Saskatchewan. Woman Had Unbearable Knee Pain So Paid $28,000 For Surgery In Calgary


Betty-Lynn Nylen, 70, was physically and mentally exhausted from excruciating knee pain.

“Not even being able to perform your activities of daily living or having everything you do affected by pain…it takes a toll on you after a while,” the Saskatoon resident and social worker told the retirement during an interview.

“It was just to the point where it was unbearable.”

Nylen had been on Saskatchewan’s surgical waiting list for a year at the end of 2021, and her doctor told her it would be at least two more years before she could have knee replacement surgery.

The surgical wait list has swelled during the pandemic in Saskatchewan and other provinces as COVID-19 hogs much-needed resources.

Saskatchewan had the worst wait times in Canada for hip and knee replacement surgeries in the first 18 months of the pandemic, according to the Canadian Institute for Health Information.

About 35,000 people are currently on the surgical waiting list, according to the Ministry of Health.

“Very lucky” to go to Calgary

Nylen decided she couldn’t take the pain any longer and underwent surgery at a private clinic in Calgary in February.

But it was no small feat – the operation cost $28,000, plus travel and accommodation.

Nylen said she recognizes she was privileged to have done this.

“We were very lucky to have access to this money. But a lot of people don’t have it and can’t afford to get to Calgary or the support. My husband has been incredibly supportive” , she said. .

Betty-Lynn Nylen said she was grateful her husband was there to support her throughout her out-of-province operation. (Submitted by Betty-Lynn Nylen)

Dr. Ian Lutz, an orthopedic surgeon from Saskatoon who specializes in hip and knee replacements, currently has the second-longest wait list in the province — 18 to 24 months.

He said some of his patients have traveled to Ontario, Alberta, the United States, Mexico and India for surgery.

“Some people are in so much pain that they can’t work and their pain wakes them up at night. I mean, it’s terrible,” Lutz said.

WATCH | Saskatchewan. patients waited longer than other Canadians for hip or knee surgery

However, Lutz said it’s best for patients to have surgery in their home province.

This way, if a problem arises after surgery, the same doctor can fix it and patients can receive consistent long-term care, unlike Saskatchewan’s health care system which bears the burden of complications from surgeries performed elsewhere.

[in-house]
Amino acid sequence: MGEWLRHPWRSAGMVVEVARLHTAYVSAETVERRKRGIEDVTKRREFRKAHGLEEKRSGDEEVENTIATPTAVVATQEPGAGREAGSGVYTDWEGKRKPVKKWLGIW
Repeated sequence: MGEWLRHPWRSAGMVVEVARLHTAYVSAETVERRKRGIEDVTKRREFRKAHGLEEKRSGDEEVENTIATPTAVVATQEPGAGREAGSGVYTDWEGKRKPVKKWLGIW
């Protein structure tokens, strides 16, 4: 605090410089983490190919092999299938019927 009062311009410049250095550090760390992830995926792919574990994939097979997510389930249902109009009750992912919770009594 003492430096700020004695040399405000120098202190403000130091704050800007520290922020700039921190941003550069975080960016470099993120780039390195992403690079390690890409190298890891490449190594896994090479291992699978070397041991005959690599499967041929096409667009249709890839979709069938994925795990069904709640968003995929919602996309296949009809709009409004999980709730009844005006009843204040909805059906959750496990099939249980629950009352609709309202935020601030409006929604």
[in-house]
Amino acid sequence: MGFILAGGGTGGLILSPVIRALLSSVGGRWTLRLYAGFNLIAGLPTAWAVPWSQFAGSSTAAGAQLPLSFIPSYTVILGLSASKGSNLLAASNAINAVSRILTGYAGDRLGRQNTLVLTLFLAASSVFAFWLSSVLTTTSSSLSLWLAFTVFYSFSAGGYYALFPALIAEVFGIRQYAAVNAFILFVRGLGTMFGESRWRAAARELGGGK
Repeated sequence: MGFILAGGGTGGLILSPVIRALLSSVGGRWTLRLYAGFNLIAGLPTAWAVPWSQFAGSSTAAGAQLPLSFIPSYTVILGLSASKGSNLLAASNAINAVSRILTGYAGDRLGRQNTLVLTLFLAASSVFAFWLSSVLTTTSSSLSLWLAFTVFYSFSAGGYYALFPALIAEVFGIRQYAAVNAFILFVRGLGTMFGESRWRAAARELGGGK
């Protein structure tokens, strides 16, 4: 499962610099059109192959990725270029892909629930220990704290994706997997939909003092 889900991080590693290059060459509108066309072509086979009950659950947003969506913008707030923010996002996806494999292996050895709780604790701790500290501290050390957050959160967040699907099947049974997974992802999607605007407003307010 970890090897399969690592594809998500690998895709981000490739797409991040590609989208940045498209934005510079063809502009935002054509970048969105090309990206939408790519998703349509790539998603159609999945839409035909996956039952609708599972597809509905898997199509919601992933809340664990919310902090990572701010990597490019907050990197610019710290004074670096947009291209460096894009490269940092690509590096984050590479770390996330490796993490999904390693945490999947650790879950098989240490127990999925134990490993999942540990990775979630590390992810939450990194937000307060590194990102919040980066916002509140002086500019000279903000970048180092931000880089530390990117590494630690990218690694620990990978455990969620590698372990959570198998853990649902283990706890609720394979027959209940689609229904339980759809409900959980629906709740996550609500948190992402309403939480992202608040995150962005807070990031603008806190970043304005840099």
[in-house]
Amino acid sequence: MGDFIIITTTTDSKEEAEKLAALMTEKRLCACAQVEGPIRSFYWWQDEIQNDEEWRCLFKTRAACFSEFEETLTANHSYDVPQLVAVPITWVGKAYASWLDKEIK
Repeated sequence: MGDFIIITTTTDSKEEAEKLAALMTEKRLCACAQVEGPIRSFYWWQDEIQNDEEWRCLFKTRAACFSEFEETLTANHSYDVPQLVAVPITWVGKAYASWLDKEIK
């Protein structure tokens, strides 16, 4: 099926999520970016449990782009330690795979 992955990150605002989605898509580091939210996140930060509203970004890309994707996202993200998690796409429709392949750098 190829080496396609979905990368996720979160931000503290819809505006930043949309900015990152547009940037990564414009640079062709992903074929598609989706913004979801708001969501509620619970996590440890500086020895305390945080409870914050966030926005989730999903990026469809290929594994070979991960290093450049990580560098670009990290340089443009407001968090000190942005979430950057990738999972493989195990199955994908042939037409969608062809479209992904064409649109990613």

“We all pay taxes, so it would be nice if we could just find ways to increase efficiency so that we can reduce those waiting lists,” he said.

More operating room hours, specialists

The Department of Health has said it expects a request for proposals (RFP) for additional third-party funded orthopedic surgeries to be released most likely in early July.

From April 1, 2021 to March 31, 2022, private clinics in Saskatchewan performed 15,610 publicly funded surgeries, according to the Department of Health. More than 10,000 were ophthalmic (eye) surgeries. About 1,700 were orthopedic surgeries.

Data beyond March has not yet been compiled.

“We are working to ensure patient needs are met across Saskatchewan,” a ministry communications consultant wrote in a statement.

The 2022-23 budget called for the province to spend $21.6 million to reduce its surgery waiting list. The money will cover the cost of around 7,000 additional procedures this year.

The Saskatchewan Ministry of Health said operating room hours will be extended and more specialists will travel to different communities to perform surgeries. (Lenetstan/Shutterstock)

“To achieve this, we will increase the number and types of surgeries provided at all of our surgical sites across the province to ensure that we are fully utilizing our capacity,” the statement said.

Facilities “will see a significant increase in their surgical volumes” through expanded operating room hours and more specialists traveling to different communities to perform surgeries, according to the ministry.

“This expansion will have a positive impact on those waiting for surgery, with a focus on the patients waiting the longest.”